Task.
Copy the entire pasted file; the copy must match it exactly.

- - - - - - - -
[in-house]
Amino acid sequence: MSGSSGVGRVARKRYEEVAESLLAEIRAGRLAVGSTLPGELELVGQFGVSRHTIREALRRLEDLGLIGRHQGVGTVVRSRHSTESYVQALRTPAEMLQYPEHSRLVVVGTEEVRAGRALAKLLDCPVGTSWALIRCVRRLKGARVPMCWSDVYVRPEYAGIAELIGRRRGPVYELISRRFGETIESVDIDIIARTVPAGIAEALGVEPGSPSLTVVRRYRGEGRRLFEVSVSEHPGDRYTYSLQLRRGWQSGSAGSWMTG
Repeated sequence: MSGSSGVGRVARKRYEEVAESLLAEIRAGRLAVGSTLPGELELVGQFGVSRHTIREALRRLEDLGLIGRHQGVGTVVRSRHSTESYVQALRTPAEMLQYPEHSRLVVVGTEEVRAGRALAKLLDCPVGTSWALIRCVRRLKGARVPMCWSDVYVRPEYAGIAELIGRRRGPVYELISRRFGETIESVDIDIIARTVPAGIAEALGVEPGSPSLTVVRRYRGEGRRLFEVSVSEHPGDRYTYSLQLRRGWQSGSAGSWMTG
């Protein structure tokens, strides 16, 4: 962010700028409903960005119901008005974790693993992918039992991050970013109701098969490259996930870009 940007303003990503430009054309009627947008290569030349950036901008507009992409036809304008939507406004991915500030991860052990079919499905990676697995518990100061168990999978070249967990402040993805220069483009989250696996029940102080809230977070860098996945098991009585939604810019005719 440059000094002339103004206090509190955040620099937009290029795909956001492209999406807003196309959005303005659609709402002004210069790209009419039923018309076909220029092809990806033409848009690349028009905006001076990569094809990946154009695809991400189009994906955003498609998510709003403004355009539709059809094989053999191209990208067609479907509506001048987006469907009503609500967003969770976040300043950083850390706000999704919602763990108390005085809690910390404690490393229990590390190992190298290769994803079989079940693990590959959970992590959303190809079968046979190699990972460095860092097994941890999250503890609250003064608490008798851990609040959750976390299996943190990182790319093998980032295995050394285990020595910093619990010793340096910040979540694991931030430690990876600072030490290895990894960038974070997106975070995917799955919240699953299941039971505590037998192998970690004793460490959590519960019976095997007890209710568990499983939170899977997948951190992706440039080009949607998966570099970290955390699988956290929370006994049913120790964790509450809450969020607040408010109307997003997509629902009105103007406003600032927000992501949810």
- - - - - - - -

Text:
[in-house]
Amino acid sequence: MSGSSGVGRVARKRYEEVAESLLAEIRAGRLAVGSTLPGELELVGQFGVSRHTIREALRRLEDLGLIGRHQGVGTVVRSRHSTESYVQALRTPAEMLQYPEHSRLVVVGTEEVRAGRALAKLLDCPVGTSWALIRCVRRLKGARVPMCWSDVYVRPEYAGIAELIGRRRGPVYELISRRFGETIESVDIDIIARTVPAGIAEALGVEPGSPSLTVVRRYRGEGRRLFEVSVSEHPGDRYTYSLQLRRGWQSGSAGSWMTG
Repeated sequence: MSGSSGVGRVARKRYEEVAESLLAEIRAGRLAVGSTLPGELELVGQFGVSRHTIREALRRLEDLGLIGRHQGVGTVVRSRHSTESYVQALRTPAEMLQYPEHSRLVVVGTEEVRAGRALAKLLDCPVGTSWALIRCVRRLKGARVPMCWSDVYVRPEYAGIAELIGRRRGPVYELISRRFGETIESVDIDIIARTVPAGIAEALGVEPGSPSLTVVRRYRGEGRRLFEVSVSEHPGDRYTYSLQLRRGWQSGSAGSWMTG
């Protein structure tokens, strides 16, 4: 962010700028409903960005119901008005974790693993992918039992991050970013109701098969490259996930870009 940007303003990503430009054309009627947008290569030349950036901008507009992409036809304008939507406004991915500030991860052990079919499905990676697995518990100061168990999978070249967990402040993805220069483009989250696996029940102080809230977070860098996945098991009585939604810019005719 440059000094002339103004206090509190955040620099937009290029795909956001492209999406807003196309959005303005659609709402002004210069790209009419039923018309076909220029092809990806033409848009690349028009905006001076990569094809990946154009695809991400189009994906955003498609998510709003403004355009539709059809094989053999191209990208067609479907509506001048987006469907009503609500967003969770976040300043950083850390706000999704919602763990108390005085809690910390404690490393229990590390190992190298290769994803079989079940693990590959959970992590959303190809079968046979190699990972460095860092097994941890999250503890609250003064608490008798851990609040959750976390299996943190990182790319093998980032295995050394285990020595910093619990010793340096910040979540694991931030430690990876600072030490290895990894960038974070997106975070995917799955919240699953299941039971505590037998192998970690004793460490959590519960019976095997007890209710568990499983939170899977997948951190992706440039080009949607998966570099970290955390699988956290929370006994049913120790964790509450809450969020607040408010109307997003997509629902009105103007406003600032927000992501949810």